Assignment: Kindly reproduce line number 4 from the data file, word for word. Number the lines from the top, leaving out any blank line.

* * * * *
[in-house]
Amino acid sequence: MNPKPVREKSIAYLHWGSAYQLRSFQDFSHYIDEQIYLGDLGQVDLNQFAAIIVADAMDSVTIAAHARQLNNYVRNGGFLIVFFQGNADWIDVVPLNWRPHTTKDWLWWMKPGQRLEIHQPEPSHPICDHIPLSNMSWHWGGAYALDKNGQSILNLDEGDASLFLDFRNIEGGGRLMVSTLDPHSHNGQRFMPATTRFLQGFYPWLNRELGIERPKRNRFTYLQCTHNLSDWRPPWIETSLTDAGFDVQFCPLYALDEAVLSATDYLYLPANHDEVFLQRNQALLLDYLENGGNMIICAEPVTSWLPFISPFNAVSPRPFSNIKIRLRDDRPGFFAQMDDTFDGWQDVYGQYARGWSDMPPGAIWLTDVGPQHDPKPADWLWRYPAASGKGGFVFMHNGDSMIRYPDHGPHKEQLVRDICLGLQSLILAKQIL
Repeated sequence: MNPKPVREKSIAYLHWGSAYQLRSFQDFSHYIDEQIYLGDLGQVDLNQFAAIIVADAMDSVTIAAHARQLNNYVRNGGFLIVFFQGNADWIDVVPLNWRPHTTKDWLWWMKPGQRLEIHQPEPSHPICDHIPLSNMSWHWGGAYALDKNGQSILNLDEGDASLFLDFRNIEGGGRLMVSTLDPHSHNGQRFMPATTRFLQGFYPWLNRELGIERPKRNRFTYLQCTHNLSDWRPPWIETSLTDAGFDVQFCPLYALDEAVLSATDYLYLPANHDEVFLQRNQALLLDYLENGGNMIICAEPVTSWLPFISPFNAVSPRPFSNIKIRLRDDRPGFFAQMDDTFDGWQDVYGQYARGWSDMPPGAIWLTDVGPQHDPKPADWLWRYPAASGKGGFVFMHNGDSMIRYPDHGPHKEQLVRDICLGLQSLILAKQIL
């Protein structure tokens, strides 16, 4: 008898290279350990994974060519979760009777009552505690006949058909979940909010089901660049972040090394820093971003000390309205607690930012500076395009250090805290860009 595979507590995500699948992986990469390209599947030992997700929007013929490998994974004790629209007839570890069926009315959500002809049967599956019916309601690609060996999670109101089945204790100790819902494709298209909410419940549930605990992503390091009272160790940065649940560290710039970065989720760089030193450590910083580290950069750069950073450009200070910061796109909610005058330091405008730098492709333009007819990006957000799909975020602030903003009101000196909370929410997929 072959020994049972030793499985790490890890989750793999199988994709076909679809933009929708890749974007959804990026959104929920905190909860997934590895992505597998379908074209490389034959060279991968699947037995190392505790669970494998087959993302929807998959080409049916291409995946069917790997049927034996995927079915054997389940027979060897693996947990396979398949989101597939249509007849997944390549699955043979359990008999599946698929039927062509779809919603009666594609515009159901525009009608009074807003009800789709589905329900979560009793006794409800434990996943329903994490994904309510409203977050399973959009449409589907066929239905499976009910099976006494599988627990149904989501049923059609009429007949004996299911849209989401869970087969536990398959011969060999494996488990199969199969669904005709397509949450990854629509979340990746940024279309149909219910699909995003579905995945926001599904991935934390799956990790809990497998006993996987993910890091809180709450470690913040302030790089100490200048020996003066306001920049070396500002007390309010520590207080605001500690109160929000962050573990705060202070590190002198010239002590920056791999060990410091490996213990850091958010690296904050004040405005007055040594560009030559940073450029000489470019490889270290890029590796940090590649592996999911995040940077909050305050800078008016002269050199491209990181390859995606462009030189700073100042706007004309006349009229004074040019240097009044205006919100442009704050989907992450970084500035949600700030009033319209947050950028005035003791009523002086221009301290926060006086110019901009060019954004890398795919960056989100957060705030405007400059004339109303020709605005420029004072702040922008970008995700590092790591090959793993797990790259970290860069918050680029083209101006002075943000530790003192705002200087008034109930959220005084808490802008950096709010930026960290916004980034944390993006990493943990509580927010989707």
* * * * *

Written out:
């Protein structure tokens, strides 16, 4: 008898290279350990994974060519979760009777009552505690006949058909979940909010089901660049972040090394820093971003000390309205607690930012500076395009250090805290860009 595979507590995500699948992986990469390209599947030992997700929007013929490998994974004790629209007839570890069926009315959500002809049967599956019916309601690609060996999670109101089945204790100790819902494709298209909410419940549930605990992503390091009272160790940065649940560290710039970065989720760089030193450590910083580290950069750069950073450009200070910061796109909610005058330091405008730098492709333009007819990006957000799909975020602030903003009101000196909370929410997929 072959020994049972030793499985790490890890989750793999199988994709076909679809933009929708890749974007959804990026959104929920905190909860997934590895992505597998379908074209490389034959060279991968699947037995190392505790669970494998087959993302929807998959080409049916291409995946069917790997049927034996995927079915054997389940027979060897693996947990396979398949989101597939249509007849997944390549699955043979359990008999599946698929039927062509779809919603009666594609515009159901525009009608009074807003009800789709589905329900979560009793006794409800434990996943329903994490994904309510409203977050399973959009449409589907066929239905499976009910099976006494599988627990149904989501049923059609009429007949004996299911849209989401869970087969536990398959011969060999494996488990199969199969669904005709397509949450990854629509979340990746940024279309149909219910699909995003579905995945926001599904991935934390799956990790809990497998006993996987993910890091809180709450470690913040302030790089100490200048020996003066306001920049070396500002007390309010520590207080605001500690109160929000962050573990705060202070590190002198010239002590920056791999060990410091490996213990850091958010690296904050004040405005007055040594560009030559940073450029000489470019490889270290890029590796940090590649592996999911995040940077909050305050800078008016002269050199491209990181390859995606462009030189700073100042706007004309006349009229004074040019240097009044205006919100442009704050989907992450970084500035949600700030009033319209947050950028005035003791009523002086221009301290926060006086110019901009060019954004890398795919960056989100957060705030405007400059004339109303020709605005420029004072702040922008970008995700590092790591090959793993797990790259970290860069918050680029083209101006002075943000530790003192705002200087008034109930959220005084808490802008950096709010930026960290916004980034944390993006990493943990509580927010989707």